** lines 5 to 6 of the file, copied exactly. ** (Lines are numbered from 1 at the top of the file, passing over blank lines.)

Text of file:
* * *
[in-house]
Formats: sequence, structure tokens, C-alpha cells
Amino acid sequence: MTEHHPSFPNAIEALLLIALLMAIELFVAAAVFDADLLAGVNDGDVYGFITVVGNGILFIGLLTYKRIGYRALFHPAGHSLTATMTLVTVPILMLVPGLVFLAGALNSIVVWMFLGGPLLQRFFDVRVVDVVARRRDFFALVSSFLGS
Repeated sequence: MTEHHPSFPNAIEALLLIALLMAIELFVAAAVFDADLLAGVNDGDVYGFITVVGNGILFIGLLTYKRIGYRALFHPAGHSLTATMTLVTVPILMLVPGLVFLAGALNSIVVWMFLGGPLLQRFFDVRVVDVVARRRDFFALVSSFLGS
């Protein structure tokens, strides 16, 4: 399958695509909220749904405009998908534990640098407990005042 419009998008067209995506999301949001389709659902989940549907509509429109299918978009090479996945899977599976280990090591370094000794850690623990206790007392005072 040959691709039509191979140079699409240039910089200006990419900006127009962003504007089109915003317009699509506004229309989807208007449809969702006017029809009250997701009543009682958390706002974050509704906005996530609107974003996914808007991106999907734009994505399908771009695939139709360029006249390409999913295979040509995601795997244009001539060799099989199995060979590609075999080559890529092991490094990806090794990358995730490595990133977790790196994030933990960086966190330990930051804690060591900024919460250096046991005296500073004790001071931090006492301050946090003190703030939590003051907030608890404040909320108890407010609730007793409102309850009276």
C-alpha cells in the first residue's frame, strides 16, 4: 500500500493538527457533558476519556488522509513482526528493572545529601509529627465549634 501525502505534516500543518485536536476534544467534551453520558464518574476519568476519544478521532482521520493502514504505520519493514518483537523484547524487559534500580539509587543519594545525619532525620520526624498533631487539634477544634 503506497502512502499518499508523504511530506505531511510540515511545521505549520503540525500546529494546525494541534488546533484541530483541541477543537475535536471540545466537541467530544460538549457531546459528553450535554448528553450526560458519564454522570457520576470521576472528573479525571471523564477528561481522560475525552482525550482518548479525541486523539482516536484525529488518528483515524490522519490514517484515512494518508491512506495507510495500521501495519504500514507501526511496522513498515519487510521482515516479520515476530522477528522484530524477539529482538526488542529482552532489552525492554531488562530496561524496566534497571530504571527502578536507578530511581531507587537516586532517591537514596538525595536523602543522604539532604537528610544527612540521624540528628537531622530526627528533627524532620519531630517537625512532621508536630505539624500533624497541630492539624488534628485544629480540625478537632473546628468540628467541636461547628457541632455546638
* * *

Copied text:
């Protein structure tokens, strides 16, 4: 399958695509909220749904405009998908534990640098407990005042 419009998008067209995506999301949001389709659902989940549907509509429109299918978009090479996945899977599976280990090591370094000794850690623990206790007392005072 040959691709039509191979140079699409240039910089200006990419900006127009962003504007089109915003317009699509506004229309989807208007449809969702006017029809009250997701009543009682958390706002974050509704906005996530609107974003996914808007991106999907734009994505399908771009695939139709360029006249390409999913295979040509995601795997244009001539060799099989199995060979590609075999080559890529092991490094990806090794990358995730490595990133977790790196994030933990960086966190330990930051804690060591900024919460250096046991005296500073004790001071931090006492301050946090003190703030939590003051907030608890404040909320108890407010609730007793409102309850009276």
C-alpha cells in the first residue's frame, strides 16, 4: 500500500493538527457533558476519556488522509513482526528493572545529601509529627465549634 501525502505534516500543518485536536476534544467534551453520558464518574476519568476519544478521532482521520493502514504505520519493514518483537523484547524487559534500580539509587543519594545525619532525620520526624498533631487539634477544634 503506497502512502499518499508523504511530506505531511510540515511545521505549520503540525500546529494546525494541534488546533484541530483541541477543537475535536471540545466537541467530544460538549457531546459528553450535554448528553450526560458519564454522570457520576470521576472528573479525571471523564477528561481522560475525552482525550482518548479525541486523539482516536484525529488518528483515524490522519490514517484515512494518508491512506495507510495500521501495519504500514507501526511496522513498515519487510521482515516479520515476530522477528522484530524477539529482538526488542529482552532489552525492554531488562530496561524496566534497571530504571527502578536507578530511581531507587537516586532517591537514596538525595536523602543522604539532604537528610544527612540521624540528628537531622530526627528533627524532620519531630517537625512532621508536630505539624500533624497541630492539624488534628485544629480540625478537632473546628468540628467541636461547628457541632455546638